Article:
Inside: Put together a super fun toddler bear painting activity using ice that is shaped as a bear paw. Toddlers love exploring the cold feeling while also seeing what happens to the paint as the ice starts melting!
Add some process art to your hibernation theme this winter!
We love painting on ice, especially when it’s shaped for a specific season or theme.
In the past we have enjoyed:
Just freeze water in the pan and brush paint on top!
During our centers time, we always have something going on at the art table.
Often it is related to the theme, although not always.
While we do some crafts in our classroom (especially during the holidays), I prefer process art.
Process art is just that – all about the process rather than the end result.
In my 22+ years of teaching 2 and 3 year olds, I’ve found that overall they prefer process art activities, too.
With this toddler bear art activity, it was all about mixing colors on top of ice, watching them mix as the ice started melting.
I didn’t need to give lengthy directions, nor did I have to do much assisting.
Simple hands-on exploration!
Toddler Bear Painting On Ice
What we used:
*Note: If you don’t have a specially shaped cake pan, try our simple ice painting method!
About the paint:
While we used watercolor palettes, you could also use liquid watercolors or tempera paint thinned with water.
Fill cake pan with water and freeze.
Since we had four spots at our art table, we needed four frozen bear paws. I didn’t want to buy four cake pans, so I simply made four sets using one mold.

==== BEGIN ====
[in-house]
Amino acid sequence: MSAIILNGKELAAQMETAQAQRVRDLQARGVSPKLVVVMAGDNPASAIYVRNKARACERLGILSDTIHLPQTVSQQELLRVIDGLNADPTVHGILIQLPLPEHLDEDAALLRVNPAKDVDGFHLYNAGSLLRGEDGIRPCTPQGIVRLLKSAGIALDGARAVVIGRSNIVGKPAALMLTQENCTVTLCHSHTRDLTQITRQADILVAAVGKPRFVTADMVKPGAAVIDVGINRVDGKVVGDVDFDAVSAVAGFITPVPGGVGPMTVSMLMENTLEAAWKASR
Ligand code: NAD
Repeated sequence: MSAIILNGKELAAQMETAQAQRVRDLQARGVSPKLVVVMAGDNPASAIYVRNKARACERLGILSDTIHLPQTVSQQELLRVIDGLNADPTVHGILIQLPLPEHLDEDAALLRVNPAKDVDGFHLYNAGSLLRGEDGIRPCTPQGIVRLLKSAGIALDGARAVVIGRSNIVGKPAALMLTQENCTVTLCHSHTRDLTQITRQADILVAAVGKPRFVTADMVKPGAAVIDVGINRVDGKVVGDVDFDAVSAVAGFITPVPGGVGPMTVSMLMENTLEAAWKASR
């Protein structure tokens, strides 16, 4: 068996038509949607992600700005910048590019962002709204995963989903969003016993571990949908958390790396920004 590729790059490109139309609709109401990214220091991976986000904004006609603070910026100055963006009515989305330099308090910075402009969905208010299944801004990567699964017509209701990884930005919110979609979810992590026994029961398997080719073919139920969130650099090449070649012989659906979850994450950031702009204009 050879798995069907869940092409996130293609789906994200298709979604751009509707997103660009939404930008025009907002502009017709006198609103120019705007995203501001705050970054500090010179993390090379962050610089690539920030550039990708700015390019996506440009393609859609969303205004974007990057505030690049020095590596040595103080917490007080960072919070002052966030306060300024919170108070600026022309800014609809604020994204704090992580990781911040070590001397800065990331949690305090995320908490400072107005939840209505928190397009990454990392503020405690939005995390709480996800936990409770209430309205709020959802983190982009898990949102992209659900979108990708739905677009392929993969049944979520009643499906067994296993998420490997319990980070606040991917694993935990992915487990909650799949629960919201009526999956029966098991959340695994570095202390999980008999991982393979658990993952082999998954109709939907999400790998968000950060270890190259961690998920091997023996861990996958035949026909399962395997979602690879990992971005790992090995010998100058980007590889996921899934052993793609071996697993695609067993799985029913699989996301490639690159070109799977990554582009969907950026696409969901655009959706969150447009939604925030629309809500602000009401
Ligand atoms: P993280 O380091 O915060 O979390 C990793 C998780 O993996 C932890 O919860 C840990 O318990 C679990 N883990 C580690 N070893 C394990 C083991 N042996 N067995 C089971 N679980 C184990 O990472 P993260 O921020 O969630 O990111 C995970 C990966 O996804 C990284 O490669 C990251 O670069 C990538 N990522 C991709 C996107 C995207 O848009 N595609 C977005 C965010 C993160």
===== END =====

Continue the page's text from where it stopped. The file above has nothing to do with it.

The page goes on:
As each set freezes, set the mold in warm water just long enough so the ice will pop out of the mold.
Store each frozen bear paw in your freezer until you have the desired amount.
I froze mine at home, so I used an ice chest to transport them to school.
I kept them in the ice chest until it was centers time and our art table was open.
Place trays at the table along with paint and brushes. As the children sit down at the table, place a frozen bear paw on each tray.
Once everything is ready, start painting!
As I said earlier, there aren’t many instructions needed, especially if your toddlers have experienced painting.
Your toddlers might first want to explore the ice itself, noticing how cold it is.
They might want to try to pick it up, as ours did.
Such a great way to add the sense of touch to an art activity!
As the ice starts melting, the paint will be easier to move around.
If multiple colors are used, they will start mixing in the small puddles that might start to form.
I am often asked if the ice melts quickly, and the answer is no. Many imagine this to be a drippy mess, but we haven’t had that experience.
You will experience some puddles, of course, and that’s why I put ours on a tray.
Reusing the Ice
If you have more children than you do ice, reuse it!
As the first child finishes, take the ice to the sink (carrying it on the tray) and rinse using cold water.
Return the tray and the ice to the art table for the second child to try.
Making a Print
This is completely optional, and something I only thought of at the last minute.
I happened to have a short stack of fresh paper on the counter, so I decided to invite our toddlers to make a print of their work.
Place the paper on top of the painted bear paw ice and rub all around.
Then, lift the paper.
Dump the painted ice into the sink and let it thaw.
Wash the trays and brushes, put away the paint, and that’s it!
More Bear Activities and Printables
FREE CIRCLE TIME PLANNER!
Get your FREE circle time planner as a gift when you subscribe to my free weekly newsletters.